While affordable, transit-oriented development was not included in Measure B (as polling showed the combined measure would not pass), advocacy groups and elected officials were able to craft a separate affordable housing measure, with $950 million for affordable housing, now known as Measure A. If both Measure A and Measure B pass, we will see more homes affordable to people of every income, in walkable communities and near affordable transportation. The potential for synergistic benefits if both measures pass was a major factor in our decision to support both Measures A and B. 

Other transportation benefits: Measure B includes $700 million for railroad grade separations (overpasses and underpasses) that will reduce congestion and safety for all users, particularly as service is expanded with electrification and high-speed rail. The funding package also includes over a billion dollars for maintaining the local road network and fixing potholes. These funds will be subject to Complete Streets provisions, ensuring benefits to all road users - including people who ride bicycles, take the bus, or drive.

Our biggest remaining area of concern and opportunity for future advocacy: $750 million in the measure is designated for highway interchanges and another $750 million for expressways, totaling roughly a quarter of the measure’s spending. Funding for the highway interchanges are mostly to update antiquated interchanges and will include some safety upgrades for bicycle and pedestrians. The expressway projects are the biggest red flag for us given that, as currently proposed, they will stimulate more driving, especially if they promote more auto-oriented development. 

As highlighted in a recent Mercury News article, California is on track to meet the goals of our state’s current climate goals under AB 32. But under a new law, SB 32, we will need to cut carbon emissions another 40 percent by 2030. It is unlikely that Measure B will set us on a path for sufficient emissions reductions, but there are a number of variables that can improve the climate impact of this spending.

For example, some of the funding for highway and expressway projects could be designated for strategies that reduce driving, such as bicycle and pedestrian improvements, trip reduction programs for employment and residential areas, as well as ramp metering or other operational investments. Additionally, there are a growing number of rules (such as those that are being promulgated under SB 743) that should lead to mitigations for projects that may increase driving.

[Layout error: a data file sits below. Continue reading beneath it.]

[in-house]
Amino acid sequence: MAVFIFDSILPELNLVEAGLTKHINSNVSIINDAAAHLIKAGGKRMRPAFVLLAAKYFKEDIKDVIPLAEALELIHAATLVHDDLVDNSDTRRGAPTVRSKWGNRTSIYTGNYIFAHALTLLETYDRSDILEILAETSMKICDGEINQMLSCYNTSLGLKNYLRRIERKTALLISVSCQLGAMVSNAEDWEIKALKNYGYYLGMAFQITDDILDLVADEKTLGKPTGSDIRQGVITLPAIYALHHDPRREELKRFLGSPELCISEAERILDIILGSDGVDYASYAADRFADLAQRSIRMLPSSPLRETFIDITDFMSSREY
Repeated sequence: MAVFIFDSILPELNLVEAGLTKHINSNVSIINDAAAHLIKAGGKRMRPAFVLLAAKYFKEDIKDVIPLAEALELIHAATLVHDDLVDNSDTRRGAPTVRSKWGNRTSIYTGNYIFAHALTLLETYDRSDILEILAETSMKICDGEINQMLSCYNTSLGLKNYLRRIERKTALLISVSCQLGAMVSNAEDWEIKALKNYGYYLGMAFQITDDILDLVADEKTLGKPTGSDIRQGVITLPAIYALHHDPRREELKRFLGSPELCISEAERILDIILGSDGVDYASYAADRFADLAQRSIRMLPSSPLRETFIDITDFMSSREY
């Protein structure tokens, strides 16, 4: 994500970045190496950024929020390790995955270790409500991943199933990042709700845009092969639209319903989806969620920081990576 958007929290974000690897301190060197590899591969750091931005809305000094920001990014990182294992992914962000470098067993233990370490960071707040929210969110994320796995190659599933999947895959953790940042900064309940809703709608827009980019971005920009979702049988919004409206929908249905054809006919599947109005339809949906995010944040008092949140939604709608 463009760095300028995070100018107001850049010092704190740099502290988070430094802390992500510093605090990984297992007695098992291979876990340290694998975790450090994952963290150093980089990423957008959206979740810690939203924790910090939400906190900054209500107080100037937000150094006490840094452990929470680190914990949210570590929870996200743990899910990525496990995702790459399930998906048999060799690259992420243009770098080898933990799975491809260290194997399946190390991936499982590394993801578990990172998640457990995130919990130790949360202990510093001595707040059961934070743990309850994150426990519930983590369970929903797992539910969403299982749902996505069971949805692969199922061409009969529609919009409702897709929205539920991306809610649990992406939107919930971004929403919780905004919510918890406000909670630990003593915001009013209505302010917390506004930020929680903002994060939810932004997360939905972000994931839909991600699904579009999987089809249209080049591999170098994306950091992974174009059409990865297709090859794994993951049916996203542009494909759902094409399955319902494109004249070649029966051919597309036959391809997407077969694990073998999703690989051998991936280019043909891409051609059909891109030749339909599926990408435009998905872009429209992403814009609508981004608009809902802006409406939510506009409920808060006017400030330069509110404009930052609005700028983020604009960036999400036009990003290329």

With so much potential for innovation and the dire need to move away from auto-centric development, Santa Clara County should be a model in the state for advancing a carbon-light transportation network and meeting the goals of policies like SB 32 and SB 743. TransForm is committed to working with our environmental and transportation allies to ensure VTA and the County mitigate the impacts of any projects that may increase climate emissions.

Unfinished business: TransForm is supporting Measure B; however, there are improvements we think should be made moving forward. We call on our supporters, partners, and elected officials to help pass this measure and:

  • Work with us to reform road spending and help meet the emissions reduction goals of SB 32 by minimizing vehicle travel. The first step will be a strong Complete Streets policy that applies to this measure, which is supported by several VTA board members.
  • Ensure that discretionary funding in the measure prioritizes climate-friendly transportation and low-income communities of color.  Funding for new transit service and bicycle infrastructure should be prioritized to start reaping climate benefits as soon as possible. Funding for transit operations should prioritize the core bus network and disadvantaged communities that rely on it most.
  • Identify additional funding sources to expand sustainable, healthy, safe, and equitable transportation options. TransForm intends to play an instrumental role in future efforts to pass a possible regional gas or carbon tax.

Sign up to work with TransForm on these efforts.  

This post is part of our 2016 Election Guide.

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About This Blog

TransForum is the blog of TransForm, California's leading transportation advocate. For more about our work, including ways you can take action and contribute, visit TransFormCA.org.